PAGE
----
Lawrence Wetherhold (Dennis Quaid) is an arrogant, depressed widower who has managed to alienate nearly everyone in his life. Both his colleagues and students hate him, which is a major sticking point in his quest to become Chair of the English Department. His home life isn't much better. Although his son, James (Ashton Holmes) goes to Carnegie Mellon, he chooses to live in a dorm and spend as little time with his father as possible. His daughter, Vanessa (Ellen Page), is incredibly smart, yet socially clueless. When she's not studying, she's attending Young Republicans meetings or doting on every aspect of her father's career - all that and she still manages to have dinner on the table every night.
Just when the family can't get any more disconnected, Lawrence's lazy, adopted step-brother, Chuck (Thomas Haden Church) blows into town looking for money and a place to stay. Lawrence refuses until a concussion bars him from driving, causing Chuck to become his chauffeur. While at the hospital, Lawrence also meets a former student, Janet (Sarah Jessica Parker), and the two begin dating.
Although the synopsis would lead you to believe that Smart People has a plot, it is a largely aimless movie that mostly just goes through the motions. There are a few interesting moments, though whenever things start to heat up, the fire is immediately put out by one of the characters. While that is partially the point of the movie, there isn't much of a resolution to any of the family's problems. Again, just when things seem like they're moving towards an end, the movie abruptly ends. Even the inclusion of cast and crew commentary doesn't help shed light on where the movie is trying to go.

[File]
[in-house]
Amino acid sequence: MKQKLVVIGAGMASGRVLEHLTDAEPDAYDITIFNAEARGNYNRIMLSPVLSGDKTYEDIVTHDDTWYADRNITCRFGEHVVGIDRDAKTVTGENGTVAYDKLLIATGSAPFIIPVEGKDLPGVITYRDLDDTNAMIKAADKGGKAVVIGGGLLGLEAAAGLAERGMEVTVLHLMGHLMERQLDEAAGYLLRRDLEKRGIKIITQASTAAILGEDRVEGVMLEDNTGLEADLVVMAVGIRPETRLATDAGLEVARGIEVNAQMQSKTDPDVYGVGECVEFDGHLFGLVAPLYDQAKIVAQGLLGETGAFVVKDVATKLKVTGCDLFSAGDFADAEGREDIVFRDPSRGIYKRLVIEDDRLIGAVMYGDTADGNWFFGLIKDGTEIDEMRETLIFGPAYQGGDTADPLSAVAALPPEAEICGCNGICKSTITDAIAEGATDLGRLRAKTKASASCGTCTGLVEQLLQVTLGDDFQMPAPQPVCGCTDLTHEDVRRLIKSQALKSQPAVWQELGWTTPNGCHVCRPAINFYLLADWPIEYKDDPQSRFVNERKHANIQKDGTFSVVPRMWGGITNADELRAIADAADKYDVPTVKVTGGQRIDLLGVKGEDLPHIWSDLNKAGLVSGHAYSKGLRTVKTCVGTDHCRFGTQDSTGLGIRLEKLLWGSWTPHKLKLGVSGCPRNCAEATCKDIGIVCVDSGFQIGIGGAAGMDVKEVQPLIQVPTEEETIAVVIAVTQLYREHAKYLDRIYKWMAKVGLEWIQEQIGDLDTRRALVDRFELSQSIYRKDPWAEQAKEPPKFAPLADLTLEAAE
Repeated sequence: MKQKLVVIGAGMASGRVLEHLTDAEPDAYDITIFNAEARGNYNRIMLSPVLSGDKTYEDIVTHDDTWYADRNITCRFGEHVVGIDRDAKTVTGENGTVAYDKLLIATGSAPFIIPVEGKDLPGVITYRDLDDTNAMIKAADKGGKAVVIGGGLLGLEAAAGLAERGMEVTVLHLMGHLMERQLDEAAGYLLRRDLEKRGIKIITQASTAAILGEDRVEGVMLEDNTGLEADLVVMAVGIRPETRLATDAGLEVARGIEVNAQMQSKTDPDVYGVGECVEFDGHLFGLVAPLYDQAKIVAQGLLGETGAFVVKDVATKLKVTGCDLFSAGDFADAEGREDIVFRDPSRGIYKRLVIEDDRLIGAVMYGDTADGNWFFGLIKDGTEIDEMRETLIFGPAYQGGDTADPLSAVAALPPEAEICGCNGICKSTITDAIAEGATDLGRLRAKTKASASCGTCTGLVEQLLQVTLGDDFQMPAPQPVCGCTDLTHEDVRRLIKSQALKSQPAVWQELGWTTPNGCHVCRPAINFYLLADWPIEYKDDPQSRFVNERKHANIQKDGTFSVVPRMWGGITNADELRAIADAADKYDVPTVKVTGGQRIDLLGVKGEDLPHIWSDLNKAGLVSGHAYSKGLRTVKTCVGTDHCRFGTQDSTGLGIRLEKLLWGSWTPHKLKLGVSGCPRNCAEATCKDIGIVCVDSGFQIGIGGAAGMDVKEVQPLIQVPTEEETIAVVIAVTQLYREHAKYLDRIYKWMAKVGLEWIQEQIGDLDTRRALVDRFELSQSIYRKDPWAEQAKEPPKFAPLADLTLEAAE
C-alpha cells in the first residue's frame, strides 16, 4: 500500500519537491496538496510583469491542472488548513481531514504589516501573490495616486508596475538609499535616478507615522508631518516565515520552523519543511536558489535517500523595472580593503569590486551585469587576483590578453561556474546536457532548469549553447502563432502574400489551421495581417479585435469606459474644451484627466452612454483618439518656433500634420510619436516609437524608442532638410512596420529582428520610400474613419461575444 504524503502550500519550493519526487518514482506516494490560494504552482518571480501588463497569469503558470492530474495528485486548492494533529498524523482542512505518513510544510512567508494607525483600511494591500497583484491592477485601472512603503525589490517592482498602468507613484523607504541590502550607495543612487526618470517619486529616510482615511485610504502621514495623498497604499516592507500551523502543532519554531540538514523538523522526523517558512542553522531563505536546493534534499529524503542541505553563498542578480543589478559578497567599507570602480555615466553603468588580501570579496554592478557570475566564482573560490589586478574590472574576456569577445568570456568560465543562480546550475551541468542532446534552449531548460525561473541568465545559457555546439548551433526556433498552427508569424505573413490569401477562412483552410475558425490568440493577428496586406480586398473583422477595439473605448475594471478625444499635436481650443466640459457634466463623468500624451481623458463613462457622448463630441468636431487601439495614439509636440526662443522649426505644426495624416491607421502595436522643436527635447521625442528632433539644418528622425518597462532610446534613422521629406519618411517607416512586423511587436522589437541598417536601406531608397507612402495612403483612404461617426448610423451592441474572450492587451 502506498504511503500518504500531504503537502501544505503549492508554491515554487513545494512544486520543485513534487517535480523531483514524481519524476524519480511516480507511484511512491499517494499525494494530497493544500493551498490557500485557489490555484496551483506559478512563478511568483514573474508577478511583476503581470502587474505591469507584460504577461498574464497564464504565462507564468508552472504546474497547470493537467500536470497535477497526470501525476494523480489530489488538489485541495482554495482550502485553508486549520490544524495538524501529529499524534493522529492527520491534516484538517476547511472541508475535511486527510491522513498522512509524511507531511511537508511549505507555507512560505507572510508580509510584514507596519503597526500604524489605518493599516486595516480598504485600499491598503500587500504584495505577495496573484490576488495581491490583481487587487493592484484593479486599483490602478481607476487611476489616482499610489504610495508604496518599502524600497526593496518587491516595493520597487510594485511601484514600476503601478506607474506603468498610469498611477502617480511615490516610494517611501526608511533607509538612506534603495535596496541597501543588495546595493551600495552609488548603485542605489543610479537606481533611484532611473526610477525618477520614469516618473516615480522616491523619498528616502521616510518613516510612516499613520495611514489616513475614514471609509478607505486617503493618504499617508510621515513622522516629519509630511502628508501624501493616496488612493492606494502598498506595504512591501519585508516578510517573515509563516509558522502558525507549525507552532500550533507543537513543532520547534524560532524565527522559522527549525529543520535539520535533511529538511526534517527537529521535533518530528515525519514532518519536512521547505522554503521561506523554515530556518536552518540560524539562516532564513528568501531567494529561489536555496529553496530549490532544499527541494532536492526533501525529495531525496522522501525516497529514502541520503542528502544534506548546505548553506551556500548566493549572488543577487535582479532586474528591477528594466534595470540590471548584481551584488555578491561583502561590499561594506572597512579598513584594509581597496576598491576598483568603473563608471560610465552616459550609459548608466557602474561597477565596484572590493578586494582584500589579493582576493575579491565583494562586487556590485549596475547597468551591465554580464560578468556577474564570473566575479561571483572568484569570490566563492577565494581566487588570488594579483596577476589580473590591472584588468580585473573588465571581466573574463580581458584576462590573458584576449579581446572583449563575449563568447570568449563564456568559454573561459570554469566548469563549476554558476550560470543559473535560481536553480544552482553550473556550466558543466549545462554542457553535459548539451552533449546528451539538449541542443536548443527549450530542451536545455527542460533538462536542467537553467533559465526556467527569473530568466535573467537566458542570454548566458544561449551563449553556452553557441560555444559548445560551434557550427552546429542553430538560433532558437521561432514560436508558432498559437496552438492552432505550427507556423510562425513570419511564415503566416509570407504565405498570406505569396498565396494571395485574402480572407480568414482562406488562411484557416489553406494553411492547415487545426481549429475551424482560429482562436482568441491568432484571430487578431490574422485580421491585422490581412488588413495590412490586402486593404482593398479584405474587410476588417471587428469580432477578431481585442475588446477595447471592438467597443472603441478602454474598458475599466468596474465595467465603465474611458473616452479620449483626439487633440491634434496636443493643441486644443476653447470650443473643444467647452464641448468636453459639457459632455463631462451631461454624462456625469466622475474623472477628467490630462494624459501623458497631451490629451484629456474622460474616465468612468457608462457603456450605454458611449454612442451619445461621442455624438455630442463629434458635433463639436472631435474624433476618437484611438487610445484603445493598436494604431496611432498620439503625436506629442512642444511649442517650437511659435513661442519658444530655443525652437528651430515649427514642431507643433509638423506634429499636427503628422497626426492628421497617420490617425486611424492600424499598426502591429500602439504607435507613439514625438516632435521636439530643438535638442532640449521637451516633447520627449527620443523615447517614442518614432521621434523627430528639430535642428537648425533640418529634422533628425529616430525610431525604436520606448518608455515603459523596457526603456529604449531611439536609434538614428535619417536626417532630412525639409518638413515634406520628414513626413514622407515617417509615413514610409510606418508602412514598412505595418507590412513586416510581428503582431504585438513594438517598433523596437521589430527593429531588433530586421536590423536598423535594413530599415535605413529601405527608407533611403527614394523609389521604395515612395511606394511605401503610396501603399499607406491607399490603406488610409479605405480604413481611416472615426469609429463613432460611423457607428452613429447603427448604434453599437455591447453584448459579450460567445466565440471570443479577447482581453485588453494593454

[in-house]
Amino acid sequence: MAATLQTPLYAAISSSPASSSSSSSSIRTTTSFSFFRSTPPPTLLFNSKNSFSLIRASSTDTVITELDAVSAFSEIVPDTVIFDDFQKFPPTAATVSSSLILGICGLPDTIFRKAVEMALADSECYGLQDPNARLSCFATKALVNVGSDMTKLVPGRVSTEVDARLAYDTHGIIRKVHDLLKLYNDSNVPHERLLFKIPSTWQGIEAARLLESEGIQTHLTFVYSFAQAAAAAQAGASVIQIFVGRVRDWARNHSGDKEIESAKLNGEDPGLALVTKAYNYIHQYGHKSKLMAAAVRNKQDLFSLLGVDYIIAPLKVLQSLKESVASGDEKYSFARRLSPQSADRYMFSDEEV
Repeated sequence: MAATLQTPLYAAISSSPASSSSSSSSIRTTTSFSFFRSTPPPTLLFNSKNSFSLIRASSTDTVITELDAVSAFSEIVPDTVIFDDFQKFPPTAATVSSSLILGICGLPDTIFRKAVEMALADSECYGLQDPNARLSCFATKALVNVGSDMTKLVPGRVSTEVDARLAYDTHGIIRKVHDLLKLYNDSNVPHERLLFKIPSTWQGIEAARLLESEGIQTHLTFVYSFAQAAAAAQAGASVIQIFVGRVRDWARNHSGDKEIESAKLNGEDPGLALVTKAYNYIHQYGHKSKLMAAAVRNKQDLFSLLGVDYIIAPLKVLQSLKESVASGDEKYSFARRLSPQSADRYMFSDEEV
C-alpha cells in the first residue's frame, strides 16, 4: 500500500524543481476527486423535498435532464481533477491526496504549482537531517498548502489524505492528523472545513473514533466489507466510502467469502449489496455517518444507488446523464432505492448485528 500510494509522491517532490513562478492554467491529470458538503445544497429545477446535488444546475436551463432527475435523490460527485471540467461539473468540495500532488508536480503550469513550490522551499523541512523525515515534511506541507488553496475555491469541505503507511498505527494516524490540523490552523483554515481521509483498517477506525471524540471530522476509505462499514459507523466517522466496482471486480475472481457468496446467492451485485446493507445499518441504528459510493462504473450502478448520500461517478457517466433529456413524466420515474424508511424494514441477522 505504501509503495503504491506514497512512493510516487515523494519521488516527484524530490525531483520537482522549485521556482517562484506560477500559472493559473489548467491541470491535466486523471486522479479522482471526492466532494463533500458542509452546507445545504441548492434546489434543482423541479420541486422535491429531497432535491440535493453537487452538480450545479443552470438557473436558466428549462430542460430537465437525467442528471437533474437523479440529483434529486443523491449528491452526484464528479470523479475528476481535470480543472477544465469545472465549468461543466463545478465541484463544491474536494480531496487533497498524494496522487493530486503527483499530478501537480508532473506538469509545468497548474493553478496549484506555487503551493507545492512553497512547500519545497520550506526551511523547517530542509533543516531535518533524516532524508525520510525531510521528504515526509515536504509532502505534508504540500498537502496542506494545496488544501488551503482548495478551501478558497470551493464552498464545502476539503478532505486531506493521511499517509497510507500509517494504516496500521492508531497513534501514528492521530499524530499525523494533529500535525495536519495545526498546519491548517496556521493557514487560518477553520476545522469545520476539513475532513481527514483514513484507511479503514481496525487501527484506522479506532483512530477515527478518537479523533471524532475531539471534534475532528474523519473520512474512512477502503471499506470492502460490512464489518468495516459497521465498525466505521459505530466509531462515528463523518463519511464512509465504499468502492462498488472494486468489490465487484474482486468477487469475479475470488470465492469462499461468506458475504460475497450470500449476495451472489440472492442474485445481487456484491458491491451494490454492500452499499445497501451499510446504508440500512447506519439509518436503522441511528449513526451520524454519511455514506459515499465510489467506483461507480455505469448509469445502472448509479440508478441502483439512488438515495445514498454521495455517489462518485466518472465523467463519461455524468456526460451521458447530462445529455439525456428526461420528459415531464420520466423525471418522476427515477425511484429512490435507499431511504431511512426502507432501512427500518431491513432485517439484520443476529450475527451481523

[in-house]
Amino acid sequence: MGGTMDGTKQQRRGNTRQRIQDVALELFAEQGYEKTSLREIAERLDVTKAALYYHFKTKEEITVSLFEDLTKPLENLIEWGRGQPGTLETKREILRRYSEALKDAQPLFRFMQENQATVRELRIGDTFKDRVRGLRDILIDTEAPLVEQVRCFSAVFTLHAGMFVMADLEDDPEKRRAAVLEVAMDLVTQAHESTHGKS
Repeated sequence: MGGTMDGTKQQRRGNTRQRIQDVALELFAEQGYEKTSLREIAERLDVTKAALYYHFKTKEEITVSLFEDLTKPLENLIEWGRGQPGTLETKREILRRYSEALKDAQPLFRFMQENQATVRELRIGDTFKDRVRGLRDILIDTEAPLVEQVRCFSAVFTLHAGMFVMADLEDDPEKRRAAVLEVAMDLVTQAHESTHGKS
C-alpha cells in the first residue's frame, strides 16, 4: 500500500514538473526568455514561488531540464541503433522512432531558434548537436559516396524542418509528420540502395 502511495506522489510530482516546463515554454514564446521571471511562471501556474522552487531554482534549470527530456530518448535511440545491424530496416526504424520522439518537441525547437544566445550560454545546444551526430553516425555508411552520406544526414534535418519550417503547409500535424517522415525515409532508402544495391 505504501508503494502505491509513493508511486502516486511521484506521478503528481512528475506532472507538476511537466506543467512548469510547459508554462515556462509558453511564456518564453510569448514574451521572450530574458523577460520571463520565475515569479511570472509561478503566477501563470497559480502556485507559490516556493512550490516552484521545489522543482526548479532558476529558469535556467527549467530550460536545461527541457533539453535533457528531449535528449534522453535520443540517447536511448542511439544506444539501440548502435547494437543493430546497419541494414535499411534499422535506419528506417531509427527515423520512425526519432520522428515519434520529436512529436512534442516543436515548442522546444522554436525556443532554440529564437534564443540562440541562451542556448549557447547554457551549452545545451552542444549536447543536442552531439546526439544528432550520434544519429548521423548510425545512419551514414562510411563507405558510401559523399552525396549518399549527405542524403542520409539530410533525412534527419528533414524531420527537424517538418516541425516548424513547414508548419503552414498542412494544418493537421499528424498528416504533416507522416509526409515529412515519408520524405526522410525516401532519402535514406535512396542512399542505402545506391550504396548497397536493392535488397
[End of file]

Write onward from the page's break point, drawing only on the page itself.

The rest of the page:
Despite a great cast, none of the characters are particularly likeable. Lawrence is an ass, Janet is as interesting as drying paint and Chuck is little more than a stereotype. Even though Ellen Page turns in a great performance, Vanessa is just a socially inept, charmless version of Juno. The only likeable character is James, but only because you rarely see him.
The included extras are just as lackluster as the movie. There's a reason the deleted scenes were left out of the final cut and the commentary is pointless. The only semi-enjoyable aspect is the blooper reel since it has some personality.
Though billed as a comedy, there isn't much to laugh at with Smart People. The plot lacks direction, the story does everything it can to remain uninteresting and the characters are dull. Even as a rental, Smart People is probably best left sulking in the corner.